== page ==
European finance ministers are expected to vote on the latest $171 billion bailout package for Greece Monday. The package needs to be approved so Greece can make payments on bonds that come due a month from now. Even if the bailout is approved, it is likely to be only a temporary solution to Greece's troubles.
Across the Atlantic in New York, Hans Humes likes to ride his bike from his home in Brooklyn to his office at Greylock Capital Management in Manhattan. On a recent morning he showed up for our interview still carrying his bike helmet.
Jiang Shixue is describing to me one of the most exciting moments of his life: The moment earlier this month when one of the most important people in Europe — German Chancellor Angela Merkel — came to visit his workplace.
"She said that the EU would be happy to see if China can offer a kind of helping hand," says Jiang, an academic at the Chinese Academy of Social Sciences.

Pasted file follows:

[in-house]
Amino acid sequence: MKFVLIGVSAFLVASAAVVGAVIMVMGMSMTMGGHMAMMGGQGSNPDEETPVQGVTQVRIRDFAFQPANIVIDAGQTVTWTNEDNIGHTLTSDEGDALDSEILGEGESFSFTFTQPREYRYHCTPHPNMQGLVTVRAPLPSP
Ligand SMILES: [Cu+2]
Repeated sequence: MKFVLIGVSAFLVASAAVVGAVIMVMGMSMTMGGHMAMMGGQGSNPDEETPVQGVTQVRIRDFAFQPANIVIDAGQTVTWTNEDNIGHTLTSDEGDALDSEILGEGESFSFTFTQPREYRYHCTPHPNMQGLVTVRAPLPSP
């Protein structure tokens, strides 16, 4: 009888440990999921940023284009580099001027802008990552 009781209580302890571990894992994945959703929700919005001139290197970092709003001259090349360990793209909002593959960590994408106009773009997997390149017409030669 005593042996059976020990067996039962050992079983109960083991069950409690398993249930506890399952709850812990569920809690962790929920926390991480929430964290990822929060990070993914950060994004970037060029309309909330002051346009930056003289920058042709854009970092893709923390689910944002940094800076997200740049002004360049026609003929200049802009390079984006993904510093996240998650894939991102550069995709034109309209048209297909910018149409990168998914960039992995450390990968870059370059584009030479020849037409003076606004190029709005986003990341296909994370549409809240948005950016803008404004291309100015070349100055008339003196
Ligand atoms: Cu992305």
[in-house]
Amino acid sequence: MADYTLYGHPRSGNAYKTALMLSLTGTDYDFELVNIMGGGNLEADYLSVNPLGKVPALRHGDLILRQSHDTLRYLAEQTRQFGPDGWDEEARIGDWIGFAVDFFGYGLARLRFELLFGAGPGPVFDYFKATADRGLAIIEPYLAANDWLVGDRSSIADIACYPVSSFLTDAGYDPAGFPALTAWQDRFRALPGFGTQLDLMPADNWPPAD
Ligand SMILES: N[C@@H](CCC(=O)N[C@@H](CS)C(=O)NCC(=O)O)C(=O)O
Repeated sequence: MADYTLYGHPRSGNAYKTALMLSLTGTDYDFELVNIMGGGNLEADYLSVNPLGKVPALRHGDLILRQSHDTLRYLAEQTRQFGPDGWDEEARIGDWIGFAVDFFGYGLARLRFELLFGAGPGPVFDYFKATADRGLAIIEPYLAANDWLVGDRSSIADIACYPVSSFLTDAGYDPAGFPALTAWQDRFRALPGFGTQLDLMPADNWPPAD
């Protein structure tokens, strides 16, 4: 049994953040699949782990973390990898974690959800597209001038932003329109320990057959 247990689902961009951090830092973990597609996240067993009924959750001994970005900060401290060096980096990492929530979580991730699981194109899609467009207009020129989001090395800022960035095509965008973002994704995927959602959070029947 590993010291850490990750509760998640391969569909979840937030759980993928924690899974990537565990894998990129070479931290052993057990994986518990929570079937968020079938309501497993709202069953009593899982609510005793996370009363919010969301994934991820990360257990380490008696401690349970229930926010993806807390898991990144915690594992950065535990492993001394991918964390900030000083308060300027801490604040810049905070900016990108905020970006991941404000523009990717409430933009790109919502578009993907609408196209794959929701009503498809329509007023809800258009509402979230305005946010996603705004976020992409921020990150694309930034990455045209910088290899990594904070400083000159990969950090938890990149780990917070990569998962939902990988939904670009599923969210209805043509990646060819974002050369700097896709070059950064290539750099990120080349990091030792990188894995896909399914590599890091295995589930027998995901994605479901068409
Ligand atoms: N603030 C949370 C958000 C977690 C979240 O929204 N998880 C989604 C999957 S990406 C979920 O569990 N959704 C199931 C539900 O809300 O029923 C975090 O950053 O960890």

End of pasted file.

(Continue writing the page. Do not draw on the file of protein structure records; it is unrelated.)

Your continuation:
NPR's Eric Westervelt scored an interview with Dutch Finance Minister Jan Kees de Jager. And Eric reports that he did not mince words.
The Netherlands and Germany, which have AAA credit ratings, hold great sway in whether Greece will receive a $170 million bailout from the European Union and the IMF. Without it, Greece would default on its debt and would almost certainly exit the monetary union. Eric asked Jager if Greece needed to do more beyond the tough set of austerity measures Parliament passed on Sunday and this is what Jager told him:
The Greece debt crisis has forced the country to look to the eurozone for a bailout. But Greece is looking less and less like part of Europe. In the capital Athens, they are still cleaning up from the weekend riots. Even in its tourist precincts, the area is shabby and covered with graffiti.